What We Don’t Like About the MIER Ultralight Tent
Those trekking poles, unfortunately, are not included. The initial setup is also a little confusing so you might be looking at half an hour of time until you get used to it. It is also a little tight for 2 people so this might be more ideal for a couple, rather than 2 friends.
- Extremely lightweight at 2.8 pounds
- Removable canopy
- Great bug protection
- High wind resistance
- Can set up with trekking poles
- Poles not included
- Setup is not intuitive
- A bit small
8. Naturehike Mongar 2-Person Backpacking Tent
The Naturehike Mongar is a roomy 2-person tent that is lightweight, making it ideal for the backpacking and camping nature-nomad. Polyester anti-stretch fabric makes it extra light and durable and a waterproof silicone coating makes it highly water-resistant. It is also wind-resistant, with an aviation aluminum rod for the frame and thick aluminum pegs.
- Length and width of 6.9 x 4.4 feet with a height of 4 feet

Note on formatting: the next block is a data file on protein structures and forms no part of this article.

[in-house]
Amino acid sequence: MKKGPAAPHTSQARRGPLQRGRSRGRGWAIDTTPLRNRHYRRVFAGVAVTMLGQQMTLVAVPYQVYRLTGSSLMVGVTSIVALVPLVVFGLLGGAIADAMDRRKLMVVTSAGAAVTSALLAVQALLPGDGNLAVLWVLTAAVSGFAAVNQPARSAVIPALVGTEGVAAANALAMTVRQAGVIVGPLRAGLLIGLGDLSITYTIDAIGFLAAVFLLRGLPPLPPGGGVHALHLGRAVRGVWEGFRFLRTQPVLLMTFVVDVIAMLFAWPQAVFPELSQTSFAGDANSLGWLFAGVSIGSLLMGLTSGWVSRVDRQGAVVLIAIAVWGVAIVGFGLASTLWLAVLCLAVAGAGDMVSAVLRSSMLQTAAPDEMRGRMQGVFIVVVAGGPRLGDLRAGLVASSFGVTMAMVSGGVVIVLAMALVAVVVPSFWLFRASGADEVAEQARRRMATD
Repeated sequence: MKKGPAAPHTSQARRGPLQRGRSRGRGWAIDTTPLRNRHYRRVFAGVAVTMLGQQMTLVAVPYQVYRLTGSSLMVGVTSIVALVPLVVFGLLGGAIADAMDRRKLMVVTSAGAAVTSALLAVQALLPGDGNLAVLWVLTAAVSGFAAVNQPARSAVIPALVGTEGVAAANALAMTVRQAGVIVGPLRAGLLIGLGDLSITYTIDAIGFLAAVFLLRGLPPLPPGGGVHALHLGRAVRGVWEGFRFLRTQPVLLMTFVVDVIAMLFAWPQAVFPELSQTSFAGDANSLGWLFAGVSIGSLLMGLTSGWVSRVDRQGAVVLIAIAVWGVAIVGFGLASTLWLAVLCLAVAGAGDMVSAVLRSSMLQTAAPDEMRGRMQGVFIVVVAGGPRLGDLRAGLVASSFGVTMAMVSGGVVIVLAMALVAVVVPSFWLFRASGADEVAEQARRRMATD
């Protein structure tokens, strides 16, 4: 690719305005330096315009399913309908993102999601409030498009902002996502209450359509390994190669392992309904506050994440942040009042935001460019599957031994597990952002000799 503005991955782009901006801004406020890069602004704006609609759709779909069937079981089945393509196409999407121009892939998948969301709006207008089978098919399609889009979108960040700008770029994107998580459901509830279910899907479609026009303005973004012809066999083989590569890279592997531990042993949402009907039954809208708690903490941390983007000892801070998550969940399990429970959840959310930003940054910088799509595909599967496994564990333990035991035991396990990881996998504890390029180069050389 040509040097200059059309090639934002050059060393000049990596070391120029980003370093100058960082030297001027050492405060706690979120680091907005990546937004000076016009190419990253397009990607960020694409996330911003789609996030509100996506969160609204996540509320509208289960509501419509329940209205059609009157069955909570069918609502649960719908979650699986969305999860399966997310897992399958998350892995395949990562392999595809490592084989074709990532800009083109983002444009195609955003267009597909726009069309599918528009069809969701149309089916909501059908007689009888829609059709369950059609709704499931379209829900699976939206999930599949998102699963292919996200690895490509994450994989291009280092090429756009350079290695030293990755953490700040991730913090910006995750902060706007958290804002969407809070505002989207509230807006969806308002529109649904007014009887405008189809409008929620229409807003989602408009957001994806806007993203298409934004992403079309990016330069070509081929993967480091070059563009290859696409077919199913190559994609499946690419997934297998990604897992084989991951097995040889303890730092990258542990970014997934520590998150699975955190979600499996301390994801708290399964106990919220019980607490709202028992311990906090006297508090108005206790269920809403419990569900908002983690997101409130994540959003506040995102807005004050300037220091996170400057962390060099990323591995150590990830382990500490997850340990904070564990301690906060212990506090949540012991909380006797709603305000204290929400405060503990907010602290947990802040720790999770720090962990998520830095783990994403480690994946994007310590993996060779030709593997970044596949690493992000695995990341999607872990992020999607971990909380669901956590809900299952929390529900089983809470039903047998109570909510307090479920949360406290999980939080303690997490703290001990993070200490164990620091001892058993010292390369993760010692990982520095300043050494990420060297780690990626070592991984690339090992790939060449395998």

- 2 doors and 2 vestibules
- Aviation aluminum build for ultra-durability
- Weighs only 4 pounds 11 oz.
- High weather resistance
What We Like About Naturehike Mongar
Setup proved to go rather quickly, taking about 10 minutes on a first-time setup. The vestibules prove quite useful for extra gear storage as well. In a test of 40-degree temperatures, the tent was still quite warm and cozy, so the design appears to retain heat well.
The aluminum stakes also have reflective strings which make them quite easy to find in the dark. It’s a nice touch. This tent keeps you warm and dry and with the portability, it’s a great backpacker’s tent.